(2009) director Christian Alvert
Case 39 wants to be a more intelligent and frightening horror film, but just is not equipped with the necessary elements to achieve either. In fact, it’s a pretty lame film starring Renée Zellweger and Bradley Cooper. It’s not terribly surprising, knowing that it sat on the shelf for a couple of years after it was filmed before finally getting released last year. That’s not usually an omen of quality.
While it lacks wit and tension, it does have some strange elements in twisting the situation of a potentially abused child and her would-be rescuer. Zellweger plays the case worker, given her 39th case to handle, who discovers Lillith, a strange sweet 10 year old who seems to be living with vicious, anti-social parents. Zellweger manages to save the girl, against many odds, from being cooked alive in the oven by her crazed mom and dad. It’s actually the film’s most affecting scene because at that point, we don’t know what is what yet.
Of course, this is a horror film, so the rescue is the beginning of the twist. What’s strange is that going into help the family, Zellweger’s well-meaning case worker notes the subtle signs of abuse, talks the language of therapy, proposes a psychological explanation for everything. When it turns out that there is a supernatural aspect to the story and that little Lillith may be not only not so innocent but perhaps even a demonic, evil, murderous entity, the film pivots Zellweger’s thinking from caring, nurturing sweetness to suspicious, fearful belief that Lillith is pure evil.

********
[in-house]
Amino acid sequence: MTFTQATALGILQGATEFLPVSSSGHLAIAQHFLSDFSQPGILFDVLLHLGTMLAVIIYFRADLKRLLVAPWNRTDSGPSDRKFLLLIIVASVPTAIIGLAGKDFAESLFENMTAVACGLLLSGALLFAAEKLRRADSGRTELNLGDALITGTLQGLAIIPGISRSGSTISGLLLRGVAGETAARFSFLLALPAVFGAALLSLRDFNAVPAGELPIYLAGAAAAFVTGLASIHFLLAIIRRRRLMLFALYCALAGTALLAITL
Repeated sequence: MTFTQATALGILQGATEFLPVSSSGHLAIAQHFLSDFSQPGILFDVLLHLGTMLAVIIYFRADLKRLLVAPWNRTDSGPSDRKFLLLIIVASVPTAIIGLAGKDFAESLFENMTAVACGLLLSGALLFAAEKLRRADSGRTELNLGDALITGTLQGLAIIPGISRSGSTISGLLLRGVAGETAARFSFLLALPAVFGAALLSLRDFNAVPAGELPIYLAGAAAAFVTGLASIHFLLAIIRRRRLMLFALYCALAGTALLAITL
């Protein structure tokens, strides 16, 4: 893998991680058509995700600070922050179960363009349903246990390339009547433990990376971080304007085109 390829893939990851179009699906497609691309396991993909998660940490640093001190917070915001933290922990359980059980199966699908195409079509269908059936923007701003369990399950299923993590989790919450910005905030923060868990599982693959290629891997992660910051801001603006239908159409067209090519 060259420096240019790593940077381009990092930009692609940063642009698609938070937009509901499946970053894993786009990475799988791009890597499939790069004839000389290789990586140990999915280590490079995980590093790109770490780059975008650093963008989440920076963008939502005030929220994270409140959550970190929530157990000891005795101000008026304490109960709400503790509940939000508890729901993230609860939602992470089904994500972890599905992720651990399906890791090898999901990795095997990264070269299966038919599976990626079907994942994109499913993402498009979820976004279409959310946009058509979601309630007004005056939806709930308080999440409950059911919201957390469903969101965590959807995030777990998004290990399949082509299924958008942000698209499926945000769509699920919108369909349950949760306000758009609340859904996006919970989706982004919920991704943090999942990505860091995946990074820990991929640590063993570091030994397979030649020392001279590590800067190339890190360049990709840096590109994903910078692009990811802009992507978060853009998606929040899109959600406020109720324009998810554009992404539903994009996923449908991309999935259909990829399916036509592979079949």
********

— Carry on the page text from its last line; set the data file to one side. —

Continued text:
This makes for some really potentially strange sequences, as when Lillith, speaking sweetly and seeking love and companionship, that Zellweger withdraws and starts to act crazy. Actually, if the girl wasn’t a demon, then the way that Zellweger’s character goes from her protector to her tormentor, hating and fearing the child, would seem as pure psychosis. And there are some funny moments as a result. The film’s silliness factor starts hitting code red toward the end, getting kind of amusing in its badness.
There is an interesting contrast with The Last Exorcism (2010), which I had just watched the night prior. In The Last Exorcism, we also have a child with a demon inside, but the protagonists’ approach is one of secular psychological concern to explain and assist. While in The Last Exorcism, when the situation proves too much for kindness and good medical help, all hell breaks loose. In Case 39, while the protagonist begins with that nurturing approach, there is a quick shift into believing the the outrageous and supernatural and a hard-hearted change in attitude toward the child in question. Unfortunately, the film doesn’t really have the wherewithal to take these ironies for much besides some emotive violence and a few comical lines.